Purpose Forearm diaphysis fractures are usually managed by open reduction internal fixation. Recently, locking plates have been used for treatment. In the long-term period after surgery, some patients present with bone atrophy adjacent to the plate. However, a comparison of locking and conventional plates as a cause of atrophy has not been reported. The aim of this study was to investigate long-term bone atrophy associated with use of locking and conventional plates for forearm fracture treatment. Methods In this study we included 15 patients with forearm fracture managed by either locking or conventional plates and with more than 5 years of follow-up. Computed tomographic imaging of both forearms was performed to assess bone thickness and local bone mineral density and to predict bone strength without plate reinforcement based on finite element analysis. Results Mean patient age at surgery was 48.0 years. Eight patients underwent reduction with fixed locking plates and were followed up for a mean of 79.5 months; the remaining 7 patients were treated with conventional plates and were followed up for a mean of 105.0 months. Compared with the conventional plate group, the locking plate group had the same fractured limb–contralateral limb ratio of cortex bone thickness, but had significantly lower ratios of mineral density adjacent to the plate and adjusted bone strength. Conclusions This study demonstrated bone atrophy after locking plate fixation for forearm fractures. Treatment plans for forearm fracture should take into consideration the impact of bone atrophy long after plate fixation. Type of study/level of evidence Therapeutic IV.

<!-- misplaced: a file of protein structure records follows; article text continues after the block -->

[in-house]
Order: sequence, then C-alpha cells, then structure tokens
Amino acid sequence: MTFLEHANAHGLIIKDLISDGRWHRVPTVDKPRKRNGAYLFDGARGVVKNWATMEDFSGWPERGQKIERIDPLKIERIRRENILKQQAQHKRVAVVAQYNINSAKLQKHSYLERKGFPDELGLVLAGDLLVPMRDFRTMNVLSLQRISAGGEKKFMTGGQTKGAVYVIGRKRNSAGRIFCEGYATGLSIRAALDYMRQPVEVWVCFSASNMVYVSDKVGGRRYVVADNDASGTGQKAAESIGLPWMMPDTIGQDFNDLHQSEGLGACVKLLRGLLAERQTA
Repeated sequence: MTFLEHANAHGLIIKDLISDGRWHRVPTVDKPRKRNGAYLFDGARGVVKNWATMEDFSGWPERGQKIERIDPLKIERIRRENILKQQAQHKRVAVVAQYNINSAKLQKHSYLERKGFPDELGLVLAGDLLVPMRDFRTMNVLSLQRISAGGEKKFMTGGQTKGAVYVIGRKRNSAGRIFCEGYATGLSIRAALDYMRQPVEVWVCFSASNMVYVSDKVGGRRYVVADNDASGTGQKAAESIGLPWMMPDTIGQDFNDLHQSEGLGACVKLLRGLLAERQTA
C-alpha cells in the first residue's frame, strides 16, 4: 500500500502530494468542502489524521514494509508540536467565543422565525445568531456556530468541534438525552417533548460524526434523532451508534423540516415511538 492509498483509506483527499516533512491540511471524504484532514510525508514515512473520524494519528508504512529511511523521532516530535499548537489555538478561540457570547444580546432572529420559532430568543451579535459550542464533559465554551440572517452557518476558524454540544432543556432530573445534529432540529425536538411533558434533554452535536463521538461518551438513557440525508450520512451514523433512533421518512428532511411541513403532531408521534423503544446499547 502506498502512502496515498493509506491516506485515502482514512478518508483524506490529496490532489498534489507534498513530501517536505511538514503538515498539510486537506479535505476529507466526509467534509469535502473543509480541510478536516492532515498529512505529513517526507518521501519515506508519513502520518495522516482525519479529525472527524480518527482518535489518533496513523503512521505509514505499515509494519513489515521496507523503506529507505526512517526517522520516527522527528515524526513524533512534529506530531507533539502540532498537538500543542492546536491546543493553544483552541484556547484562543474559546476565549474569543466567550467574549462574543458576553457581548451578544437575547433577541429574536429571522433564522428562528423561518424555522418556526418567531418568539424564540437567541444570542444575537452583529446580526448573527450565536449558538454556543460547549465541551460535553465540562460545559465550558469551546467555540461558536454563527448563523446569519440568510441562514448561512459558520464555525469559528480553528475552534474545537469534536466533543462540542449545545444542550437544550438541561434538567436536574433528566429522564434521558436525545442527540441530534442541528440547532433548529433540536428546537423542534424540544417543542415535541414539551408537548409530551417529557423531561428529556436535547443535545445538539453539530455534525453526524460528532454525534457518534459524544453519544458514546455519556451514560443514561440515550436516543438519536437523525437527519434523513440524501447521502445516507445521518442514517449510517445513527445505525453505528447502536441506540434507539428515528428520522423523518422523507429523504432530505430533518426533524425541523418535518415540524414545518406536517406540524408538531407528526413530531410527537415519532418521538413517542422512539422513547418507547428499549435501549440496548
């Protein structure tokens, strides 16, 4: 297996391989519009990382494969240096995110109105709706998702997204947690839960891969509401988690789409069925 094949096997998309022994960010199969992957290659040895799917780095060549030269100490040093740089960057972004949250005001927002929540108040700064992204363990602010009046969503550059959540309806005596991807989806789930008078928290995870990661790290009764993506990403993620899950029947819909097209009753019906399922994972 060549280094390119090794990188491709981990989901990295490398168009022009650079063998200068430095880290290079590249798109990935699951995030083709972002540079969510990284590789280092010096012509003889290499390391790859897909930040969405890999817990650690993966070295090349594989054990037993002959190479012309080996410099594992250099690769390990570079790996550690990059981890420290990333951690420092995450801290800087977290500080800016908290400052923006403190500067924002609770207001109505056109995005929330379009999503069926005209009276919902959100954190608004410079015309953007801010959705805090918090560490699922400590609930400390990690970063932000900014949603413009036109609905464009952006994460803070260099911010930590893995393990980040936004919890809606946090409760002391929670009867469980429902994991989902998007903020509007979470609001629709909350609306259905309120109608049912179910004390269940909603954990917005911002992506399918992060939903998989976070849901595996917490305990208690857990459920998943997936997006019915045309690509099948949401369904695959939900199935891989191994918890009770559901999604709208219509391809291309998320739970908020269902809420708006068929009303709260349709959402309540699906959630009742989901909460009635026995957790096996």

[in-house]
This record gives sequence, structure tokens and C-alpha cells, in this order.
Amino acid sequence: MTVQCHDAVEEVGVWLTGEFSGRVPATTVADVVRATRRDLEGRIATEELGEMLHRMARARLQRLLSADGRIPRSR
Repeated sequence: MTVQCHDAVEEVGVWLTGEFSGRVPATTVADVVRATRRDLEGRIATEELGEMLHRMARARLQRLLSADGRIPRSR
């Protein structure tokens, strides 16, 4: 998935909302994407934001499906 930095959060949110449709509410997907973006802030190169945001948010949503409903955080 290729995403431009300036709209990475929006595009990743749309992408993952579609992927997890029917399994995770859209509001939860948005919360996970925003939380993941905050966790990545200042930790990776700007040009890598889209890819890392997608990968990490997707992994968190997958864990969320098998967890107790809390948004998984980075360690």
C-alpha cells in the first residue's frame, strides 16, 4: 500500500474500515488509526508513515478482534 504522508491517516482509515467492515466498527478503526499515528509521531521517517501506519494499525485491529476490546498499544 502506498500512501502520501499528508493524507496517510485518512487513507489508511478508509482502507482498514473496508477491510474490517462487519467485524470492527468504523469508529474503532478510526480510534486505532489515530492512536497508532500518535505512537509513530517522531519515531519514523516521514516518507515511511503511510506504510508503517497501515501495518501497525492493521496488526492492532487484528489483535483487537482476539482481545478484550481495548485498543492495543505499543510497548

All Science Journal Classification (ASJC) codes
- Orthopedics and Sports Medicine